We know it’s not something you’d like to ponder, but if you ever find yourself in the middle of an electrical emergency, it’s critical that you keep your head on straight. Electrical emergencies can happen at any time, for many reasons, and they can seriously endanger your well-being if you’re not well prepared. At Harrison Electric, your safety is our utmost concern, and we know electrical emergencies can be both frightening and overwhelming. To help keep you and your loved ones out of harm’s way, we’ve put together some tips on how to handle the most common electrical emergencies. Take these to heart—you never know when you may face a similar situation.
In today’s world electricity is often taken for granted. If your power provider has a failure, you understand you may have to go a few hours without electricity. When the failure happens to be on your end of the line, it's your responsibility and up to you to handle, whether out of pocket or through an insurance company. There are some common problems you may have to address as a homeowner which you may or may not be familiar with.
The first thing you need to know about electrical code compliance for your home is that you should never work on your house’s electrical system. Government agencies ranging from your local authorities all the way to state officials urge homeowners to hire professional to do the work. State licensed and state-certified electricians should perform all installations, repairs or system replacements for all components on the property.
When we talk about energy efficiency in the home, we’re opening up a can of worms. The fact is, there are numerous factors involved in energy efficiency that range from power-hungry appliances to an outdated heating and cooling system. Something that is often overlooked, however, is the electrical system itself.
It isn’t hard to install new electrical outlets, but it’s important to prep your home accordingly. To avoid any strange scenarios, check out the three tips below:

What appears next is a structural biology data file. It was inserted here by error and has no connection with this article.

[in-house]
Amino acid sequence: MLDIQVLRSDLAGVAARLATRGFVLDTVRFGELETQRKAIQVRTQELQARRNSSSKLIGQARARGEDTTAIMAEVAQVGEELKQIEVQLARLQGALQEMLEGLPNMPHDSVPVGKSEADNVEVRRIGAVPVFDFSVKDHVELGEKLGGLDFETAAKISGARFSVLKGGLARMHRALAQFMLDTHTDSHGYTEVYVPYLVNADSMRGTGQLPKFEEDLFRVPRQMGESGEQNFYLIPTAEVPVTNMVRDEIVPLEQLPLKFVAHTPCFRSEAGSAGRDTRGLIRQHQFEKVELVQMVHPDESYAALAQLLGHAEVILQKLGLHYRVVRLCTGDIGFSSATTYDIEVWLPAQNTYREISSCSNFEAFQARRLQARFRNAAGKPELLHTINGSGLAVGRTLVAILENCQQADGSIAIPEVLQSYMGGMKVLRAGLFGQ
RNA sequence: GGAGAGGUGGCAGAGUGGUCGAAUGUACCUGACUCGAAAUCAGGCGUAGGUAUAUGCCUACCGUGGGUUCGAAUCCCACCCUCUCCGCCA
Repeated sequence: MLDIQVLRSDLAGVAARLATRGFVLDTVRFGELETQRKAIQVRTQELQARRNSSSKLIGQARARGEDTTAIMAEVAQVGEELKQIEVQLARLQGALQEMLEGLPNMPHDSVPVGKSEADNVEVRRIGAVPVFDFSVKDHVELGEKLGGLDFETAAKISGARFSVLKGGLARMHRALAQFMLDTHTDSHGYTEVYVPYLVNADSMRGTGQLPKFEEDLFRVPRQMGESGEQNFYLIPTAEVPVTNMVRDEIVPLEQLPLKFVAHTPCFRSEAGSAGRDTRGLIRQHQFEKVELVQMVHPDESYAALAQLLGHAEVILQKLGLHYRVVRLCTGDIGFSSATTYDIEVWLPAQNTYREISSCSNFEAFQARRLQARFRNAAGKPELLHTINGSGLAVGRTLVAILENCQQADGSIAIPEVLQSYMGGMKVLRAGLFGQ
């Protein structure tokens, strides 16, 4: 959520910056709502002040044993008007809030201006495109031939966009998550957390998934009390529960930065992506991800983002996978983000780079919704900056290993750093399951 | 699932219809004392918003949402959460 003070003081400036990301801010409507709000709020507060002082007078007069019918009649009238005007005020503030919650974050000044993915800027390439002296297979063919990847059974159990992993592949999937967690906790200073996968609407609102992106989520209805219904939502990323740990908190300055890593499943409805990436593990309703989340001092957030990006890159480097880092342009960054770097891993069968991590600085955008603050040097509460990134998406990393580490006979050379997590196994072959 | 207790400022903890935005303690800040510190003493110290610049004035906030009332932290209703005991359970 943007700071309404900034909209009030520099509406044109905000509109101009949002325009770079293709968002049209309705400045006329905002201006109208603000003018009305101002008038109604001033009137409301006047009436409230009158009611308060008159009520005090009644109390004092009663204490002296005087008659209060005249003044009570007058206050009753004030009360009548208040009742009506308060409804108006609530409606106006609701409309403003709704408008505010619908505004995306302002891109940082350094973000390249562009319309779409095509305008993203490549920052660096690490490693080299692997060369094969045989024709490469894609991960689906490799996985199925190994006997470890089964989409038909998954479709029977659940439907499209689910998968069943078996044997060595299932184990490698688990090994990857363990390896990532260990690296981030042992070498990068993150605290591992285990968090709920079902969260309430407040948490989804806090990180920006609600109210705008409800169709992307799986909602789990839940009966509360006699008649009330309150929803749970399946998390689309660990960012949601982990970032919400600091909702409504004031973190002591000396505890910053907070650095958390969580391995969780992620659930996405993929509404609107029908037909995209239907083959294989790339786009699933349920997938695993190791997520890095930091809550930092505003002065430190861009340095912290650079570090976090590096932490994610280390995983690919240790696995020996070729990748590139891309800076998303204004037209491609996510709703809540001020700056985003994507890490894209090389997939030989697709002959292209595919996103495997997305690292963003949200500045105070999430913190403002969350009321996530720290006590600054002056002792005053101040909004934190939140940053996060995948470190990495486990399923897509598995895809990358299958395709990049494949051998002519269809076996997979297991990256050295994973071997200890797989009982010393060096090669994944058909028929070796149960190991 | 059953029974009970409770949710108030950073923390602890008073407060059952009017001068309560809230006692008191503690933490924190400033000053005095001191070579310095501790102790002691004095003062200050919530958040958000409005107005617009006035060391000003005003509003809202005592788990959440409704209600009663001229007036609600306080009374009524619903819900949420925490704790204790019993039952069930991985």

Tip One: Turn Off the Breaker
Before adding a new outlet, you’ll need to make sure your breaker panel is turned off. Double-check that your breaker is turned off with a voltage tester. If you don’t have a voltage tester, plug in a lap to the nearest-available socket. Additionally, it’s a good idea to test the new socket directly by plugging the excess length into an electrical application.
Storm damage can cause headaches for homeowners in the form of electrical equipment damage. Not only does this type of damage leave you with no electricity, it can also be an unexpected financial burden. However, by following the below tips, you can have electricity restored to your home in a safe and secure manner.
Summer storms are bad enough for the damage they cause to your home and the inconvenience of having to make repairs. Winter storms can be worse as they can as much or more damage. When the power goes out in winter, it is scary and potentially dangerous if you aren't prepared to spend some time without power. Most of what you do while at home relies on power, whether hobbies to pass the time or heating the space and keeping yourself and your family comfortable.
At Harrison-Electric, we understand how complicated your electrical system can be each day. Following a severe storm with strong winds can make matters worse for homeowners. We want you to know how to handle the situation so that you are not in harm’s way. The following are three tips for handling electrical damage following a severe storm.
It's one thing if a power problem is outside your home. You’ll tell your friends the next day, “There were trees falling. I hate storm damage to my electrical lines.” All you need in this situation is some sympathy and the utility company to deploy its professional crews to safely restore your electrical service.
Home fires are much more common than many homeowners think. What's even more alarming is the fact that tens of thousands of those residential fires are caused by the home's electricity. In fact, the National Fire Protection Association in the United States says that between 45,000 and 50,000 fires in the home since 2000 have been caused by defective electrical wiring. Those electrical fire hazards have taken the lives of hundreds of people each year and cost over $1 billion in property damage.